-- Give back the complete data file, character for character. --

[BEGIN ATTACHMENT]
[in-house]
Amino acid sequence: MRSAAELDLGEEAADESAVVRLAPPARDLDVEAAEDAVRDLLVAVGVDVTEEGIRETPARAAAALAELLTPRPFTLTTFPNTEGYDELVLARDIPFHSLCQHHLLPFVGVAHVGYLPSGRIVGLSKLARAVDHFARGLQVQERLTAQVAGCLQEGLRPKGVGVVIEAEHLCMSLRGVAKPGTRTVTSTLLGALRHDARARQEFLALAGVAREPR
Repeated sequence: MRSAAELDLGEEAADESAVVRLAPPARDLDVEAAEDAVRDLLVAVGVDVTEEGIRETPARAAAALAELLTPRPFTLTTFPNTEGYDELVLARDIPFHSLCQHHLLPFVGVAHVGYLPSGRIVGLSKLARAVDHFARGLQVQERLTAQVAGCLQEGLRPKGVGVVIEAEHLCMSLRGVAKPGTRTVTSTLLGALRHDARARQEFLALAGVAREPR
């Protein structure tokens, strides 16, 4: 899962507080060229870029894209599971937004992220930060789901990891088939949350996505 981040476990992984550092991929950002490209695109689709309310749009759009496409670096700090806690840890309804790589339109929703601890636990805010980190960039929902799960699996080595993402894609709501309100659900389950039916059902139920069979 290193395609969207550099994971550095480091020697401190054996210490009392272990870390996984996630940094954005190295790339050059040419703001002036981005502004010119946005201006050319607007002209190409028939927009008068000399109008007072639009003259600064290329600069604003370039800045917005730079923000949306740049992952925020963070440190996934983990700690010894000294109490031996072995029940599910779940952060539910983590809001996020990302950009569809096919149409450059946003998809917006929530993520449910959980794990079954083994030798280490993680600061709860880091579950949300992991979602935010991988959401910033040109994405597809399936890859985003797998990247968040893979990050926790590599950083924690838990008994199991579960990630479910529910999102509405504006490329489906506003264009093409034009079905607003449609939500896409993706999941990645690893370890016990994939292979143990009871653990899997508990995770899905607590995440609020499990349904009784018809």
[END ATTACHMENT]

[in-house]
Amino acid sequence: MRSAAELDLGEEAADESAVVRLAPPARDLDVEAAEDAVRDLLVAVGVDVTEEGIRETPARAAAALAELLTPRPFTLTTFPNTEGYDELVLARDIPFHSLCQHHLLPFVGVAHVGYLPSGRIVGLSKLARAVDHFARGLQVQERLTAQVAGCLQEGLRPKGVGVVIEAEHLCMSLRGVAKPGTRTVTSTLLGALRHDARARQEFLALAGVAREPR
Repeated sequence: MRSAAELDLGEEAADESAVVRLAPPARDLDVEAAEDAVRDLLVAVGVDVTEEGIRETPARAAAALAELLTPRPFTLTTFPNTEGYDELVLARDIPFHSLCQHHLLPFVGVAHVGYLPSGRIVGLSKLARAVDHFARGLQVQERLTAQVAGCLQEGLRPKGVGVVIEAEHLCMSLRGVAKPGTRTVTSTLLGALRHDARARQEFLALAGVAREPR
């Protein structure tokens, strides 16, 4: 899962507080060229870029894209599971937004992220930060789901990891088939949350996505 981040476990992984550092991929950002490209695109689709309310749009759009496409670096700090806690840890309804790589339109929703601890636990805010980190960039929902799960699996080595993402894609709501309100659900389950039916059902139920069979 290193395609969207550099994971550095480091020697401190054996210490009392272990870390996984996630940094954005190295790339050059040419703001002036981005502004010119946005201006050319607007002209190409028939927009008068000399109008007072639009003259600064290329600069604003370039800045917005730079923000949306740049992952925020963070440190996934983990700690010894000294109490031996072995029940599910779940952060539910983590809001996020990302950009569809096919149409450059946003998809917006929530993520449910959980794990079954083994030798280490993680600061709860880091579950949300992991979602935010991988959401910033040109994405597809399936890859985003797998990247968040893979990050926790590599950083924690838990008994199991579960990630479910529910999102509405504006490329489906506003264009093409034009079905607003449609939500896409993706999941990645690893370890016990994939292979143990009871653990899997508990995770899905607590995440609020499990349904009784018809």